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101 Activities for Teaching Creativity and Problem Solving

101 Activities for Teaching Creativity and Problem Solving

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Published by scanipoos

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Published by: scanipoos on Apr 16, 2008
Copyright:Attribution Non-commercial

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About This Book
Why is this topic important?
We live in a world of turbulent change. New data. New people. New technology. New problems. We are bom-barded every day with something new. Realities shift faster than we can deal with them. In this turbulentworld, traditional problem-solving methods no longer are effective in all situations. Routine, analyticalapproaches—the ideal of the Industrial Age—rarely work now. Instead, we must look for new ways to dealwith change—creative solutions we can customize to fit any situation. Above all, we need new solutionoptions, rather than relying on “the tried-and-true.” The more solution options we have, the greater the oddsthat one will achieve our goals. Conventional brainstorming is not sufficient. Groups need exposure to diverseidea generation approaches and training in how to apply them.
What can you achieve with this book?
More organizations than ever now offer training in how to use idea generation methods. This should be a pri-ority, since it obviously is more beneficial over time to train employees how to apply skills themselves, ratherthan a single spoon-feeding of the steps needed to implement one or more idea generation activities. It isbetter if employees also can learn how to use some of these methods and incorporate them into their prob-lem-solving activities. Every training session that can teach employees how to apply even rudimentary skillsobviously can be valuable in the long run. Thus, a unique aspect of this book is its duality in providing step-by-step guides to 101 idea generation methods while simultaneously providing participants with training inhow to use them. As is fairly well known, practicing a new skill within a relevant domain can enhance signifi-cantly participant learning and applied behaviors. That is, the training is more likely to “take” if it uses chal-lenges faced by the participants. As a result, many training sessions also can serve as idea generation eventsthat deal with specific organizational challenges—the perfect “value-added” component!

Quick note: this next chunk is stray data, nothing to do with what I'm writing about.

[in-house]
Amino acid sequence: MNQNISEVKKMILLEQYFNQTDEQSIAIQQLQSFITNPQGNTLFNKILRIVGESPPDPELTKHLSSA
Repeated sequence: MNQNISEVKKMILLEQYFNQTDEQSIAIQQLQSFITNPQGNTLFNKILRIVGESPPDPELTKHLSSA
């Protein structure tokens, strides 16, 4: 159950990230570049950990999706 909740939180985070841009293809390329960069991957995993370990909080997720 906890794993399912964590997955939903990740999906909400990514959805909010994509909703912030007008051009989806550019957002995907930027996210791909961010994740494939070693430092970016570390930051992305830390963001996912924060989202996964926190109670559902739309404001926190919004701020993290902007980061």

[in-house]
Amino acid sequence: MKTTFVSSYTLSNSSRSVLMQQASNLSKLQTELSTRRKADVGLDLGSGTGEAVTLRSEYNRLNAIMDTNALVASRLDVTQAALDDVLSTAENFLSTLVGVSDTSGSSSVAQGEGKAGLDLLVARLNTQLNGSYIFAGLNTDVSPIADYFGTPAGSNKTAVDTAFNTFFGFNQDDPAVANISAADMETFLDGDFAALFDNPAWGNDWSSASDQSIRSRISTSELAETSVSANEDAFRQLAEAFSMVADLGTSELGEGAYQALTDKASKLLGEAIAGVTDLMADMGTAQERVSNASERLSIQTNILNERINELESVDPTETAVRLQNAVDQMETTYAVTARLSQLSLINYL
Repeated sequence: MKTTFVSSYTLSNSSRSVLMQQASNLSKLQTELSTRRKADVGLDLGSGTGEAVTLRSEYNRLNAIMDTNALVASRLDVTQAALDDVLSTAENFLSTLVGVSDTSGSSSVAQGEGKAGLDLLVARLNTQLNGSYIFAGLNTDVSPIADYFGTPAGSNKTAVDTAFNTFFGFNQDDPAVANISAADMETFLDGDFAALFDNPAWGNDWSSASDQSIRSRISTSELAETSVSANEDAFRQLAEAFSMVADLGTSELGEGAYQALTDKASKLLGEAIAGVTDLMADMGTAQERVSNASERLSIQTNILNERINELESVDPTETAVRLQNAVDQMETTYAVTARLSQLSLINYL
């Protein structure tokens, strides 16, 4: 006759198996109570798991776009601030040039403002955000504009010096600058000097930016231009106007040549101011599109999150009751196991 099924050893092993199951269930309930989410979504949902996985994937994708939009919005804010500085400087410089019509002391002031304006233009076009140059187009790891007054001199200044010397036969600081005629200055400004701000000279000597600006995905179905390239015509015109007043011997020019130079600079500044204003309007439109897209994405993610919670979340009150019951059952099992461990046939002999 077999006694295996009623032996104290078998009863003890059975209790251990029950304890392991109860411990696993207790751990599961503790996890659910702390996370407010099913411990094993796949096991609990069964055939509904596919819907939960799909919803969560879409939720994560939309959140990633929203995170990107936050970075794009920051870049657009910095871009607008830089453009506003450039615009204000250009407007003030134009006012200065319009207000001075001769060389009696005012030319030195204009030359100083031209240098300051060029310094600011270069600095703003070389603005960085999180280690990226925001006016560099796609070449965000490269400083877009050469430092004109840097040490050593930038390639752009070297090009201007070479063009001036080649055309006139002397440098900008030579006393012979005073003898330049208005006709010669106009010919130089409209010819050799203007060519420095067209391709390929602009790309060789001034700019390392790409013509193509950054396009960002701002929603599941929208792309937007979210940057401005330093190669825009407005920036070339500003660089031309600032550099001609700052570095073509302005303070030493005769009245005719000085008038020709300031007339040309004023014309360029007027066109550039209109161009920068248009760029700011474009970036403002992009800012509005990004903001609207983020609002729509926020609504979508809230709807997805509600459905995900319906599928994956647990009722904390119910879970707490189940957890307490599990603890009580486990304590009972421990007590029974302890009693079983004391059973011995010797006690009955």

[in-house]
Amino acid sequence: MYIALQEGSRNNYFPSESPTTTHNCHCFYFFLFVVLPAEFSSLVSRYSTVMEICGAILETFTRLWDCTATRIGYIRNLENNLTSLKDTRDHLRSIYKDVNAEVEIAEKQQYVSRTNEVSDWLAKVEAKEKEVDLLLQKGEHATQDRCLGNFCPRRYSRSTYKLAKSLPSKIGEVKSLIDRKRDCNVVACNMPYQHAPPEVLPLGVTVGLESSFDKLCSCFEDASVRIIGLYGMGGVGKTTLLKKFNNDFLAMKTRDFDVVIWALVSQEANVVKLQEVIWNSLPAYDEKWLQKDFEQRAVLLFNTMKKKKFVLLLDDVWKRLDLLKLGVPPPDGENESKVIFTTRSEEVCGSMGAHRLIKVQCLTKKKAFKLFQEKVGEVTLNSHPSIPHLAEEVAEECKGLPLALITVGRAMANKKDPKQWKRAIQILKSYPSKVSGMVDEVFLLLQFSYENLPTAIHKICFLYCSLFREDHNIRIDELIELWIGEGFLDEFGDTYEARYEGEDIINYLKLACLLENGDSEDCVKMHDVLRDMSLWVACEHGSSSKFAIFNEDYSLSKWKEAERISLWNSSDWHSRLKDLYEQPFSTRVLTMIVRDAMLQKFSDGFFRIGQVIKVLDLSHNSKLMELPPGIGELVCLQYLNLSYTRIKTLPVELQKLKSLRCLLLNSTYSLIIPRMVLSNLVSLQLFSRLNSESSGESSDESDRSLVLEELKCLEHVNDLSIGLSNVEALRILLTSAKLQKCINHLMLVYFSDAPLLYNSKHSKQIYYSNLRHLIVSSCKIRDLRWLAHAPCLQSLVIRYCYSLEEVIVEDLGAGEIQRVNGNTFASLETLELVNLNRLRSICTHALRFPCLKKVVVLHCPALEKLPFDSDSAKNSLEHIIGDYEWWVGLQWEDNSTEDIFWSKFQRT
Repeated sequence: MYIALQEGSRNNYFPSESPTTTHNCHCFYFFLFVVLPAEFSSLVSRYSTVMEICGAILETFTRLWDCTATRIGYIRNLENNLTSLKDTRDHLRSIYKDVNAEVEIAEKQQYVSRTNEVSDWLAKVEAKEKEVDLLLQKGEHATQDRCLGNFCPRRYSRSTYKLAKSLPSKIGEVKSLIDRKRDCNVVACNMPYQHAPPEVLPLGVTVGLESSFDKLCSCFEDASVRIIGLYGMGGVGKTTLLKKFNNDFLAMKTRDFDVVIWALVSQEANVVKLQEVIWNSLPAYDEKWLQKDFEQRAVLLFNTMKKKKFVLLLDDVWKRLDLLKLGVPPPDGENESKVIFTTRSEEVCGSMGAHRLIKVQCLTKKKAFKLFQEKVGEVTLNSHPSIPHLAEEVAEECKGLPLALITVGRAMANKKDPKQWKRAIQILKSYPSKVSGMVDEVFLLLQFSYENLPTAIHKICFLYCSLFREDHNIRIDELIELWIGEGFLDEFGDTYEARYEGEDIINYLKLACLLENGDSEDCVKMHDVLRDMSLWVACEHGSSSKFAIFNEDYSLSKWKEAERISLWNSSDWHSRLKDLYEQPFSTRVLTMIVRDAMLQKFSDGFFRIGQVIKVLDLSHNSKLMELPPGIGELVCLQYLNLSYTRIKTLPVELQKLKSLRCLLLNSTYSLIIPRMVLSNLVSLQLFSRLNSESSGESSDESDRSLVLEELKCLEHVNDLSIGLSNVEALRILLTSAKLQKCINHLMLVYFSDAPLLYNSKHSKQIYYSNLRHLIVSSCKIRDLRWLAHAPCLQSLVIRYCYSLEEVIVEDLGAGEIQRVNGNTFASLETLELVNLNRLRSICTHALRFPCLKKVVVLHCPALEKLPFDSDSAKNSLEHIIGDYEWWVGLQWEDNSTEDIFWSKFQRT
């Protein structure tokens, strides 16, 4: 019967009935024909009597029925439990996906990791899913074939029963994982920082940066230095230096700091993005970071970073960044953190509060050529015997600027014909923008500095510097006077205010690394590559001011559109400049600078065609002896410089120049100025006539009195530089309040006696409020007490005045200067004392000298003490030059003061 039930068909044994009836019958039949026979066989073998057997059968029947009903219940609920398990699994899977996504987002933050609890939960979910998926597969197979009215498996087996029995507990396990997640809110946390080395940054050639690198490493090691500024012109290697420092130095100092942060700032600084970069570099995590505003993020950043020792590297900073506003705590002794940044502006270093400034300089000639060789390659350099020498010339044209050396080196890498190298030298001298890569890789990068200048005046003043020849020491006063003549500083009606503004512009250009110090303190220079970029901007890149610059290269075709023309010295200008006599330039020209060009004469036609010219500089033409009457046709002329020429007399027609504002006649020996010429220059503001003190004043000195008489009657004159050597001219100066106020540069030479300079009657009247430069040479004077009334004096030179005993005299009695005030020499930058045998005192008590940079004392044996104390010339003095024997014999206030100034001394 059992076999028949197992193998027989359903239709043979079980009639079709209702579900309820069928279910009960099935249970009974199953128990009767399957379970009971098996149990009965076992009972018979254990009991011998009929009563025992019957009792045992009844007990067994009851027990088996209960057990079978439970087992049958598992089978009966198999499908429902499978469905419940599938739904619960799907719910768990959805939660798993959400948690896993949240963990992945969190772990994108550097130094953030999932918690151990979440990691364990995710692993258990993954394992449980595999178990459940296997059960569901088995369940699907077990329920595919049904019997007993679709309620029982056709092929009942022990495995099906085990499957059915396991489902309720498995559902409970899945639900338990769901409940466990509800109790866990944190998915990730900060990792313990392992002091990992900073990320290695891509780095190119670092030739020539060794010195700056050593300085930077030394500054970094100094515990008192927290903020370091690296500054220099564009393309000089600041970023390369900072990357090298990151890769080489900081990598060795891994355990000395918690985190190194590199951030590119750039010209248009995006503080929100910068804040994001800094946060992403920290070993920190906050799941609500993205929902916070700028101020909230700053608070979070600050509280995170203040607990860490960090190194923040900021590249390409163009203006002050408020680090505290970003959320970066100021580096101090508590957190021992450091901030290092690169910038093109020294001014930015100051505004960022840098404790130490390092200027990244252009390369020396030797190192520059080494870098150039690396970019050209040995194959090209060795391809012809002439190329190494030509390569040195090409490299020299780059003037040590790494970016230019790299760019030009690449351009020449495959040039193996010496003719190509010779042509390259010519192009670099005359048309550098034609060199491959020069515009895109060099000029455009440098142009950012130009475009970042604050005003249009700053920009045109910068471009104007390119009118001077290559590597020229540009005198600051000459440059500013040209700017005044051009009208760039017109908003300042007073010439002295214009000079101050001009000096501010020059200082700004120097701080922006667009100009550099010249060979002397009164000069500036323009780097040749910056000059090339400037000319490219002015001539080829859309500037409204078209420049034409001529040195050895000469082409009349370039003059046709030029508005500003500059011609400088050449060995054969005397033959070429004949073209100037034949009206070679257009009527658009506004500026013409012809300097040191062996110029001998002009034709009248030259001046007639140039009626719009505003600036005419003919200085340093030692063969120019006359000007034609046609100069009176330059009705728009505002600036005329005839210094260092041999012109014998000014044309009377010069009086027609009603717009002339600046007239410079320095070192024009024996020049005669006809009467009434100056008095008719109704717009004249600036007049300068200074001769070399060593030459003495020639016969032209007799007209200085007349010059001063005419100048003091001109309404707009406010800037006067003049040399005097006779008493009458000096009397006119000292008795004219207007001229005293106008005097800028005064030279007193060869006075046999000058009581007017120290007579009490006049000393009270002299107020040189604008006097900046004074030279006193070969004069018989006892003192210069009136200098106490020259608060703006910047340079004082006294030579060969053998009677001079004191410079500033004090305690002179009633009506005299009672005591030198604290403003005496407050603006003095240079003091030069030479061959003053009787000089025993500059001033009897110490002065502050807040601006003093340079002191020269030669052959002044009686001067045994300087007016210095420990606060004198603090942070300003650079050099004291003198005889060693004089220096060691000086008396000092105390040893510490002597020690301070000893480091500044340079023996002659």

How is this book organized?
This book is divided into three parts: (1) Getting Started, (2) Individual and Group Activities, and (3) GroupOnly Activities. The first section discusses the broad-reaching importance of idea generation, and the organi-zation of idea generation activities (Chapter 1); major creative thinking principles (Chapter 2); and the gener-al nature of problems, problem solving, creativity, and a guide for selecting activities appropriate for differentsituations (Chapter 3). Part II includes activities originally designed for individuals, but re-engineered forgroup use. Finally, Part III presents original group activities based on either brainstorming or “brainwriting”(silent, written idea generation within a group) procedures. The same format is used for each exercise. Majorheadings include: Background, Objectives, Participants, Materials, Supplies, and Equipment, Handouts, Time,Related Activities, Procedure, Debrief/Discussion, and Variations (if applicable). Because all of the activities aregeared toward group idea generation, the Objectives and Participants sections will contain identical informa-tion. Many of the activities also will have identical information for Materials, Supplies, and Equipment,although there are exceptions.

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